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Don't Let's Go to the Dogs Tonight

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These children cheer when they hear the “stomach-echoing thump” of a mine exploding in the hills, because it tells them “either an African or a baboon has been wounded or killed”. The family handle their mother's alcoholism and insanity with the same stoicism they handle any other misfortune, though they do occasionally compare themselves to families with normal mothers, clean swimming pools, home baking and children free of worms.

But they all saw death in many different ways, some deaths being too horrible to have been inscribed into their minds.

These are difficult things to say – get the tone wrong and you will offend almost everyone – but Fuller’s gaze is equally astonishing when she directs it at the bodies of the white people around her. We suddenly jump ahead to her wedding, which wouldn't be horrible, except that suddenly 10 years (or something) have passed since the last event she recounts and since none of the memoir is written from an adult perspective, this relatively short portion is jarring. The verges of the road have been mown to reveal neat, upright barbed-wire fencing and fields of army-straight tobacco. Unflinching, beautifully written, and, at times, extremely funny, Alexandra Fuller's book is one of the most honest memoirs of a childhood to be found in contemporary writing. Though it is a diary of an unruly life in an often inhospitable place, it is suffused with Fuller’s endearing ability to find laughter, even when there is little to celebrate.

I did however, feel that she should have written about how she came to see how racist her family was and how she isn't racist (or is she still? I loved the use of language, the strung-together adjectives and the powerful descriptions of the essence of Africa - the sheer enormity of the land, the harsh, unforgiving climate, the beauty that overwhelms the senses every single day. When they stop a journey at a fancy hotels, the opulence is unfamiliar: "the chairs were swallowingly soft".

When they drive into town they go past Africans “whose hatred reflects like sun in a mirror into our faces, impossible to ignore”.

Unsentimental and unflinching, but always enchanting, it is the story of an extraordinary family in an extraordinary time. This story is told entirely in the voice of whatever age Bobo is at the time - mainly a child - and as a child, she has no other life experience to compare with her own. It's a very sensual book, her sharp prose conjuring up the sights and smells of the African countryside so vividly that I actually missed it when the book was over. This British family was always in hostile, desolate environments, moving from Rhodesia to Zambia and Malawi.She nurtured her daughters in other ways: She taught them, by example, to be resilient and self-sufficient, to have strong wills and strong opinions, and to embrace life wholeheartedly, despite and because of difficult circumstances.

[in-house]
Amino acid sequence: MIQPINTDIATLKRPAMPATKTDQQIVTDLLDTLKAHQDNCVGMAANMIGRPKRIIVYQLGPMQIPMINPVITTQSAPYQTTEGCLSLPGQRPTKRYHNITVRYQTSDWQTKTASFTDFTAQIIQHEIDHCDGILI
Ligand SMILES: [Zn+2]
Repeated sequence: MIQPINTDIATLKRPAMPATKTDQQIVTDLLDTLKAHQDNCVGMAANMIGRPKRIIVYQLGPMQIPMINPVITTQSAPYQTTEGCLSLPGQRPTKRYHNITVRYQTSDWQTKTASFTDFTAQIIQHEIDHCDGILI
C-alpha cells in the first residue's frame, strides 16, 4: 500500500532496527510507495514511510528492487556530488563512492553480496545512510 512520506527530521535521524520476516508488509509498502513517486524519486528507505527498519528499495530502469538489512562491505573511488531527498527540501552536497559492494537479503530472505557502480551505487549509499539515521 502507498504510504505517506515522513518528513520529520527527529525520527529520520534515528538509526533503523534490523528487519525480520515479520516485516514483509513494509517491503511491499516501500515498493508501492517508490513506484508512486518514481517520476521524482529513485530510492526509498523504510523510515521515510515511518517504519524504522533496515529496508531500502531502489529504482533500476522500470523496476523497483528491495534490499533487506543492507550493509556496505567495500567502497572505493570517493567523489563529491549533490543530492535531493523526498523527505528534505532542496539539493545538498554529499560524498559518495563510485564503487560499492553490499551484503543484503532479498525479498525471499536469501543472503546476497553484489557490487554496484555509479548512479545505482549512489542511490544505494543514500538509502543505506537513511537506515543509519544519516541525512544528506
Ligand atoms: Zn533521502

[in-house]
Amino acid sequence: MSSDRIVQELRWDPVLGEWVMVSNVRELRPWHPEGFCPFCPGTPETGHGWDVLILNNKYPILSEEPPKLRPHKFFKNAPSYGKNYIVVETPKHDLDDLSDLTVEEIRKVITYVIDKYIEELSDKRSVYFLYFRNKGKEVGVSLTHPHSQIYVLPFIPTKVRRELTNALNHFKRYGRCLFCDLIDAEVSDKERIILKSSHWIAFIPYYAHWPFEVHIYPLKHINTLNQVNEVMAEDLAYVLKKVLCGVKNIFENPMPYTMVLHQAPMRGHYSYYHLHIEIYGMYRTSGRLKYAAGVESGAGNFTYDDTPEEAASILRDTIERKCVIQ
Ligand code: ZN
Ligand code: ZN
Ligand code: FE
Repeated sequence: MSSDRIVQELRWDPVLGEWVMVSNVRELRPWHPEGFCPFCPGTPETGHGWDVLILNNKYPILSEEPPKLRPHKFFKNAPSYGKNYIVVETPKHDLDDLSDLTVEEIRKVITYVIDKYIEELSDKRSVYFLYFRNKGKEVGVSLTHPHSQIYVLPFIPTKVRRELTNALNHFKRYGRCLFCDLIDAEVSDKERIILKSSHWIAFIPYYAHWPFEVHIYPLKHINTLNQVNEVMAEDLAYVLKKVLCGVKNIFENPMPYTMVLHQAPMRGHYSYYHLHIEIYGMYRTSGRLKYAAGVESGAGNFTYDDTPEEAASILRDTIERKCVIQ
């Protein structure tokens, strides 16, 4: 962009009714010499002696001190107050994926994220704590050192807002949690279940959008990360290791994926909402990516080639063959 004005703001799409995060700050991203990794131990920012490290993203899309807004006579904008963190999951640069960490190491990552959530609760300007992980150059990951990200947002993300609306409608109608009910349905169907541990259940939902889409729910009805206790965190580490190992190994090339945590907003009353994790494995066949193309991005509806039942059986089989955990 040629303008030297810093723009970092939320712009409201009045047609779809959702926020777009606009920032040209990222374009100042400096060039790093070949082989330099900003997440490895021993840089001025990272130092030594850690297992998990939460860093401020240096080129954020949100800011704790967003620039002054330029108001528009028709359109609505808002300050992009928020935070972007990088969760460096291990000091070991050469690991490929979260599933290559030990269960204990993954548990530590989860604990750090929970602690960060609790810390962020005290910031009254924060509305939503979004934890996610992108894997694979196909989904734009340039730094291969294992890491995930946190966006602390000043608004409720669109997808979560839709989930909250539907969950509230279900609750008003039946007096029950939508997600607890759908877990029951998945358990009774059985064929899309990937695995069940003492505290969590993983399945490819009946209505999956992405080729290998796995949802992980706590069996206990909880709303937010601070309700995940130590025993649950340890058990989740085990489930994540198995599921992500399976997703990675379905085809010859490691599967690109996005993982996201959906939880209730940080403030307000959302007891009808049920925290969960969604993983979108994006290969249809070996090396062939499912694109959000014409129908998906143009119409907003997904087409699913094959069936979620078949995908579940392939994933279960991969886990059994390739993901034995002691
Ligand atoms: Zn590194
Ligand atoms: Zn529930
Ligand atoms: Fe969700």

And then when the author gets married, on the way to the ceremony, sitting in the car with her father who is now driving and has just handed her a gin and tonic to combat both nerves and a persistent case of malaria, her father says, "You're not bad looking once they scrape the mud off you and put you in a dress. There is fun, but also a lack of overt love, particularly touching (the many dogs are far luckier in this respect!Their frequent moves and their physical and racial isolation force the family to learn to accommodate each other’s flaws/quirks, and they become very tight-knit because of (not in spite of) their individual eccentricities. Here it is so hot that “the flamboyant tree outside cracks to itself, as if already anticipating how it will feel to be on fire”. The mosquito coils, the baobab trees, the explosion of day birds, the greasy fish stews over rice, the smells of black tea, cut tobacco, fresh fire, old sweat, young grass. And yet, if she falls or hurts herself, her nanny “lets me put my hand down her shirt on to her breast and I can suck my thumb and feel how soft she is”.

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